“We’ve recognized fully well that the SMEs are the sustaining mechanism of emerging markets for the future. We’ve set our sights and are putting mechanisms in place to assist SMEs. In Thailand, most products are sourced and shipped from within Thailand to a local recipient,” added Mr. Monteiro.
The DHL Difference
To make DHL stand apart from other shipping options a consumer has, Mr. Monteiro went on to explain what he feels differentiates DHL’s quality and service. “The people factor in this business is so underestimated; I think that’s what really differentiates us. Keeping that fire alive within our employees is at the core of our business.”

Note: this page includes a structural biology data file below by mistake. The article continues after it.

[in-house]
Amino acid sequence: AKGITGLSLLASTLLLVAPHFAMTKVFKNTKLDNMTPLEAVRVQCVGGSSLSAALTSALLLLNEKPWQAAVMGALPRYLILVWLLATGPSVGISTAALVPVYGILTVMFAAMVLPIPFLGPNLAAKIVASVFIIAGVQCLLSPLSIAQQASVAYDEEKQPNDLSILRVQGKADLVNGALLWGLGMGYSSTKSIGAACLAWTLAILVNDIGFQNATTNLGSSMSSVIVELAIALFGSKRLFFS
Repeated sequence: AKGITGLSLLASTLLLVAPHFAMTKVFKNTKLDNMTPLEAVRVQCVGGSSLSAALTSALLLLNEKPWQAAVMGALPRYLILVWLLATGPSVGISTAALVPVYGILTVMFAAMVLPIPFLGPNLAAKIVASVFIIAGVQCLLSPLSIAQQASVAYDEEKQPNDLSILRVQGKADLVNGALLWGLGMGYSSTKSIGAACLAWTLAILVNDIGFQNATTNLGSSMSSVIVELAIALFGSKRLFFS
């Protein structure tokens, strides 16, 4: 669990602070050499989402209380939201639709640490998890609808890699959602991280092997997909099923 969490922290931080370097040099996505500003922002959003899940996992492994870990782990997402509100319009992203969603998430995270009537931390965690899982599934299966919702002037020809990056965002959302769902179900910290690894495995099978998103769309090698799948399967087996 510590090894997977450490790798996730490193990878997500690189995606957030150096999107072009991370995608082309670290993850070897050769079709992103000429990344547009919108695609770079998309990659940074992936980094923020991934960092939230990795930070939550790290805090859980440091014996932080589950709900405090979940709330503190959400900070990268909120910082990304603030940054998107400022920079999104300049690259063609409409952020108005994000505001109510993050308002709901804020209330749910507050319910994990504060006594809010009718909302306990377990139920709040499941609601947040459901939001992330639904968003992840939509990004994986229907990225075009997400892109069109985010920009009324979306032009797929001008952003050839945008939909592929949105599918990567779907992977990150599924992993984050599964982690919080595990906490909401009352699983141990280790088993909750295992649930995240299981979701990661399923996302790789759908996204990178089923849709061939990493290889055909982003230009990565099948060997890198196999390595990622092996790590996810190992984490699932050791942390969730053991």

“Logistics is all about service, and since we started a program to certify our own employees, the service has never been better. Upon completion, employees receive a ‘certification passport’. They can take this along with them and feel more prideful in their daily duties, as it reminds them of the right mindset and skillset needed to execute tasks on a daily basis. It’s not always fun to be a delivery person; with traffic jams, weather, and all types of things you have to deal with all day, and that’s why it’s so important to select the right people with the right mindset and attitude to deliver the service. It’s not just any other service it’s a DHL proposition, we have a very well-known brand and we must convey our best image at all times,” said Mr. Kipp.